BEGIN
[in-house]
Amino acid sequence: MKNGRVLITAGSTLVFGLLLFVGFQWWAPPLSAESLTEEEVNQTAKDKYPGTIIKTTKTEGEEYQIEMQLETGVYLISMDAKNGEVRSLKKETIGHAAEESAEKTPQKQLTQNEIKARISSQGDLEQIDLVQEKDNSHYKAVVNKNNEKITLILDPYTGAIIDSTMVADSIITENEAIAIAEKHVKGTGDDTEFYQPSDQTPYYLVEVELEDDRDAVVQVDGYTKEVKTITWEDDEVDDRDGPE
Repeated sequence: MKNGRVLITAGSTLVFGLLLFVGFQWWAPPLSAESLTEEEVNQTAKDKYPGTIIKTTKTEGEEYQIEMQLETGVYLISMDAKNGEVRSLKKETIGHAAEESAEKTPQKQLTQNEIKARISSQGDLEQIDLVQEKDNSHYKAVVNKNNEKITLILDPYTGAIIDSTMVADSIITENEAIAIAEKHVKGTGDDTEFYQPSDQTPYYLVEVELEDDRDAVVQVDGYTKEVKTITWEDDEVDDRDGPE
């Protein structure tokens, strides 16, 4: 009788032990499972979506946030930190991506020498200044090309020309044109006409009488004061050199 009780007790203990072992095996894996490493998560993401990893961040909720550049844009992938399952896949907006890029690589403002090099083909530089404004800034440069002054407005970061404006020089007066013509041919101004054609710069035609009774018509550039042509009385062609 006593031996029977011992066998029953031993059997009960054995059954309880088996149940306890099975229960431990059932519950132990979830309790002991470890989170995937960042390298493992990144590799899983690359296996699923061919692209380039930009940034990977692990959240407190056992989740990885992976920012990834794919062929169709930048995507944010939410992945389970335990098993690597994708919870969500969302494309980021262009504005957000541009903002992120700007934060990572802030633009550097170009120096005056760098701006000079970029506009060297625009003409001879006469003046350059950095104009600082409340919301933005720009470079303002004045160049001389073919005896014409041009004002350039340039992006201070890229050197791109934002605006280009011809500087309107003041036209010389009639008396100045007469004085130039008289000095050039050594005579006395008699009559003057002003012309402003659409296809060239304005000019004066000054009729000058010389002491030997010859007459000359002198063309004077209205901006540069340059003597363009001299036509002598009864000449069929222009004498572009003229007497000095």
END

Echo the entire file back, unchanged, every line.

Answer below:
[in-house]
Amino acid sequence: MKNGRVLITAGSTLVFGLLLFVGFQWWAPPLSAESLTEEEVNQTAKDKYPGTIIKTTKTEGEEYQIEMQLETGVYLISMDAKNGEVRSLKKETIGHAAEESAEKTPQKQLTQNEIKARISSQGDLEQIDLVQEKDNSHYKAVVNKNNEKITLILDPYTGAIIDSTMVADSIITENEAIAIAEKHVKGTGDDTEFYQPSDQTPYYLVEVELEDDRDAVVQVDGYTKEVKTITWEDDEVDDRDGPE
Repeated sequence: MKNGRVLITAGSTLVFGLLLFVGFQWWAPPLSAESLTEEEVNQTAKDKYPGTIIKTTKTEGEEYQIEMQLETGVYLISMDAKNGEVRSLKKETIGHAAEESAEKTPQKQLTQNEIKARISSQGDLEQIDLVQEKDNSHYKAVVNKNNEKITLILDPYTGAIIDSTMVADSIITENEAIAIAEKHVKGTGDDTEFYQPSDQTPYYLVEVELEDDRDAVVQVDGYTKEVKTITWEDDEVDDRDGPE
């Protein structure tokens, strides 16, 4: 009788032990499972979506946030930190991506020498200044090309020309044109006409009488004061050199 009780007790203990072992095996894996490493998560993401990893961040909720550049844009992938399952896949907006890029690589403002090099083909530089404004800034440069002054407005970061404006020089007066013509041919101004054609710069035609009774018509550039042509009385062609 006593031996029977011992066998029953031993059997009960054995059954309880088996149940306890099975229960431990059932519950132990979830309790002991470890989170995937960042390298493992990144590799899983690359296996699923061919692209380039930009940034990977692990959240407190056992989740990885992976920012990834794919062929169709930048995507944010939410992945389970335990098993690597994708919870969500969302494309980021262009504005957000541009903002992120700007934060990572802030633009550097170009120096005056760098701006000079970029506009060297625009003409001879006469003046350059950095104009600082409340919301933005720009470079303002004045160049001389073919005896014409041009004002350039340039992006201070890229050197791109934002605006280009011809500087309107003041036209010389009639008396100045007469004085130039008289000095050039050594005579006395008699009559003057002003012309402003659409296809060239304005000019004066000054009729000058010389002491030997010859007459000359002198063309004077209205901006540069340059003597363009001299036509002598009864000449069929222009004498572009003229007497000095």